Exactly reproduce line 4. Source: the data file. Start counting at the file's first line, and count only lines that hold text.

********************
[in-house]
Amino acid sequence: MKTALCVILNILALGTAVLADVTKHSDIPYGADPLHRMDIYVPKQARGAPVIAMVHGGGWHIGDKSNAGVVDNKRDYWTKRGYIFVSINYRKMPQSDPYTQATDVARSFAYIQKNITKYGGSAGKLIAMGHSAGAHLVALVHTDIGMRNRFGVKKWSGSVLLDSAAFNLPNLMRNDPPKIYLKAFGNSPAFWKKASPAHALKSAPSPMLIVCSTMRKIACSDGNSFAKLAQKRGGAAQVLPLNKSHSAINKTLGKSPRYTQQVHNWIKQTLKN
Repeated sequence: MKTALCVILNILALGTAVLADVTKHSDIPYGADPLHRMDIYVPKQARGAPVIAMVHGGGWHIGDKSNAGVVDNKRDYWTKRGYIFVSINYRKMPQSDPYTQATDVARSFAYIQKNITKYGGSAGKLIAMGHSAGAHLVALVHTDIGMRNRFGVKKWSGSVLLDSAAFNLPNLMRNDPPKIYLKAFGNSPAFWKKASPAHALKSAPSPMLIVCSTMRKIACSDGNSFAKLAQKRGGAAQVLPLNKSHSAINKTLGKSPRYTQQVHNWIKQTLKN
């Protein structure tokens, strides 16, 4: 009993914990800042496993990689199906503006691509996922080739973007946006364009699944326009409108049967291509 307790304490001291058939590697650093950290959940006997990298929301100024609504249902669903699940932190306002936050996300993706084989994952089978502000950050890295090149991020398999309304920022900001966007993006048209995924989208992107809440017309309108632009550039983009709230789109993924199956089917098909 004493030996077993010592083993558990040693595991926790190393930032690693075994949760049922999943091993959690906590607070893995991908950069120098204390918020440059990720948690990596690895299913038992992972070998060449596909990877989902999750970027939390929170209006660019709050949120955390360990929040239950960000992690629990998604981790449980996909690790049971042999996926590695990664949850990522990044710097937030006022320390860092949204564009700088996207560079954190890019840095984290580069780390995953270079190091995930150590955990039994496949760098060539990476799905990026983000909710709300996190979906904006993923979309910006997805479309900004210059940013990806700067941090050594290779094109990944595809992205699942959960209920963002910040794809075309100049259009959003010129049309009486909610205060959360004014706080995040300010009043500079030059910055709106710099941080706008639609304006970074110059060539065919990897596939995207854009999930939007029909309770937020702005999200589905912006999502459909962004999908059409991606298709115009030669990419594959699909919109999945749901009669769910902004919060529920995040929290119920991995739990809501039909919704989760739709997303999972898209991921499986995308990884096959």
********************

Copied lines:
């Protein structure tokens, strides 16, 4: 009993914990800042496993990689199906503006691509996922080739973007946006364009699944326009409108049967291509 307790304490001291058939590697650093950290959940006997990298929301100024609504249902669903699940932190306002936050996300993706084989994952089978502000950050890295090149991020398999309304920022900001966007993006048209995924989208992107809440017309309108632009550039983009709230789109993924199956089917098909 004493030996077993010592083993558990040693595991926790190393930032690693075994949760049922999943091993959690906590607070893995991908950069120098204390918020440059990720948690990596690895299913038992992972070998060449596909990877989902999750970027939390929170209006660019709050949120955390360990929040239950960000992690629990998604981790449980996909690790049971042999996926590695990664949850990522990044710097937030006022320390860092949204564009700088996207560079954190890019840095984290580069780390995953270079190091995930150590955990039994496949760098060539990476799905990026983000909710709300996190979906904006993923979309910006997805479309900004210059940013990806700067941090050594290779094109990944595809992205699942959960209920963002910040794809075309100049259009959003010129049309009486909610205060959360004014706080995040300010009043500079030059910055709106710099941080706008639609304006970074110059060539065919990897596939995207854009999930939007029909309770937020702005999200589905912006999502459909962004999908059409991606298709115009030669990419594959699909919109999945749901009669769910902004919060529920995040929290119920991995739990809501039909919704989760739709997303999972898209991921499986995308990884096959």